The International Paralympic Committee has had three presidents to date. Its founding president, who presided it from 1989 to 2001, was the Canadian Robert Steadward, who had previously founded the Canadian Sports Fund for the Physically Disabled.[1] He was succeeded in 2001 by Philip Craven, a British Paralympian and former President of the International Wheelchair Basketball Federation, who served as President until 2017. Craven was succeeded by Brazil's Andrew Parsons, IPC Vice President from 2013 to 2017 and a former President of the Brazilian Paralympic Committee.[2]

Governing Board

The IPC Governing Board consists of 14 members elected at the General Assembly, including the President and Vice President. Twelve members were elected on 8 September 2017 to four year teams:[2]

The IPC Athletes' Council Chairperson, who has voting rights on the board, is Canadian goalball player Chelsea Gotell. Also on the board as co-opted member without vote is the IPC CEO Xavier Gonzalez (Spain).[3]

IPC Honorary Board

The IPC has an honorary board of distinguished individuals who support the IPC's goals and use their profile to raise funds and awareness for its work.[4]

Current honorary board members are:


Chronology of milestones in the development of the International Paralympic Committee and the Summer and Winter Paralympics.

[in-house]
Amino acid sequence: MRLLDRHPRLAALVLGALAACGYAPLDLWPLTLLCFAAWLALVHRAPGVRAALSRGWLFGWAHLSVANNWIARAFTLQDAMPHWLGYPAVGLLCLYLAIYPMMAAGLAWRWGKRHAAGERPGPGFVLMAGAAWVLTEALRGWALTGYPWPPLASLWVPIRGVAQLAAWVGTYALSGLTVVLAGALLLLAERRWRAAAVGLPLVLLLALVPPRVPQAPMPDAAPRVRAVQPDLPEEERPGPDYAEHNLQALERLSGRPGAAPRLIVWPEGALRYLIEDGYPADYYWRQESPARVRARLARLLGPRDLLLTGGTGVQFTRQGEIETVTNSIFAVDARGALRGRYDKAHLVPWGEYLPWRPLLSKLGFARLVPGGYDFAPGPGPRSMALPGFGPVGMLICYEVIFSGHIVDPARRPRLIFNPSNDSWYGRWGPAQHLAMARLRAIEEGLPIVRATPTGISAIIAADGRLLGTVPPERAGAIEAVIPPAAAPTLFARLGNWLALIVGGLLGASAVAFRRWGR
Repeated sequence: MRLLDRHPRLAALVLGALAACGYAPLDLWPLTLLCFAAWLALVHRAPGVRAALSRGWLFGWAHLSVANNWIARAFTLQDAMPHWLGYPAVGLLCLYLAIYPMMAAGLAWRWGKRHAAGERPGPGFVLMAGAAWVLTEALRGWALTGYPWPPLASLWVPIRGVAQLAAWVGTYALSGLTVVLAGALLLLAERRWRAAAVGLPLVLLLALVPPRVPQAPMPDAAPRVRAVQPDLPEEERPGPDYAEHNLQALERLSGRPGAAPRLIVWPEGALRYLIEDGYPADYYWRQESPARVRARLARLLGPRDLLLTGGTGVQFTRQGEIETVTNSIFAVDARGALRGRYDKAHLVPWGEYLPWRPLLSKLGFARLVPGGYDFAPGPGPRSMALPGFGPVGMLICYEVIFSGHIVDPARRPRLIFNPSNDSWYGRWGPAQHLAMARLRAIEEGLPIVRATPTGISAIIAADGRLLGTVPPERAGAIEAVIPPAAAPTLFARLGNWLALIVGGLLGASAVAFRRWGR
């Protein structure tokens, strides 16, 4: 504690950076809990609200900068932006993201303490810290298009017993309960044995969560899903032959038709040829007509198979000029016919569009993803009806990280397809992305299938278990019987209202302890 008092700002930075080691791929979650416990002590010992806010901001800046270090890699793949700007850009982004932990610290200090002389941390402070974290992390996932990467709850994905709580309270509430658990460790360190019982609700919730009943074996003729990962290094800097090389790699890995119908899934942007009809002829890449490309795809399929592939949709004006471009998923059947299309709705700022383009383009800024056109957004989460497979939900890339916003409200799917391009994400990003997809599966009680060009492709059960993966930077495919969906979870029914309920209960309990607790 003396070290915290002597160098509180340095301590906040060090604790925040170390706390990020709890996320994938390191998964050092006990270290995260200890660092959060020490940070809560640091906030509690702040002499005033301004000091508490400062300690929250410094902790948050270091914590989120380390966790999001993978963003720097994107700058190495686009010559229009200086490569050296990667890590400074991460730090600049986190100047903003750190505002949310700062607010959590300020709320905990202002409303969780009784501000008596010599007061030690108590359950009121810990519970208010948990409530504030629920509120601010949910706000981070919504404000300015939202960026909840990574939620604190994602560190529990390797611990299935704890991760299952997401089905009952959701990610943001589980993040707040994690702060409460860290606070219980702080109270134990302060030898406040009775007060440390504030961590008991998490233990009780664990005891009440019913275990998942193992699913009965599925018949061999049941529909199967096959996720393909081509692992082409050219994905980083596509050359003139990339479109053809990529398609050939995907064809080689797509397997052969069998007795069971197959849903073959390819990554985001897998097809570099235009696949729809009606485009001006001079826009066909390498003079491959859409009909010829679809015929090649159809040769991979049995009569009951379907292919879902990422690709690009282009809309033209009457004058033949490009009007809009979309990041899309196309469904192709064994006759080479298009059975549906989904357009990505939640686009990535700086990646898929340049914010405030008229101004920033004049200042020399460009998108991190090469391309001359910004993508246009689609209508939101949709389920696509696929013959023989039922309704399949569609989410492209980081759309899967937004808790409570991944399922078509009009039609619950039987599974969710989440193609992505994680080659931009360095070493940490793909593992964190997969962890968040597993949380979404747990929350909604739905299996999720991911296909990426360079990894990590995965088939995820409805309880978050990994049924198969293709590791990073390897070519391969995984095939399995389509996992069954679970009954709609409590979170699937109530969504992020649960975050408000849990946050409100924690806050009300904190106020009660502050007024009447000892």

The IPC publishes The Paralympian three times a year.[15]


The Paralympics and other sport events related to the Paralympic Movement can be watched on the Internet TV channel for Paralympic Sports created by the IPC.[16]

Paralympic Hall of Fame

  • 2006: Jouko Grip [[INLINE_IMAGE|//|// 1.5x, // 2x|Finland|h14|w23|thumbborder flagicon-img flagicon-img]], Ulla Renvall [[INLINE_IMAGE|//|// 1.5x, // 2x|Sweden|h14|w23|thumbborder flagicon-img flagicon-img]], Annemie Schneider [[INLINE_IMAGE|//|// 1.5x, // 2x|Germany|h14|w23|thumbborder flagicon-img flagicon-img]]
  • 2008: Connie Hansen [[INLINE_IMAGE|//|// 1.5x, // 2x|Denmark|h15|w20|thumbborder flagicon-img flagicon-img]], Claudia Hengst [[INLINE_IMAGE|//|// 1.5x, // 2x|Germany|h14|w23|thumbborder flagicon-img flagicon-img]], Peter Homann [[INLINE_IMAGE|//|// 1.5x, // 2x|Australia|h12|w23|thumbborder flagicon-img flagicon-img]], André Viger [[INLINE_IMAGE|//|// 1.5x, // 2x|Canada|h12|w23|thumbborder flagicon-img flagicon-img]], Kevin McIntosh (coach) [[INLINE_IMAGE|//|// 1.5x, // 2x|Australia|h12|w23|thumbborder flagicon-img flagicon-img]]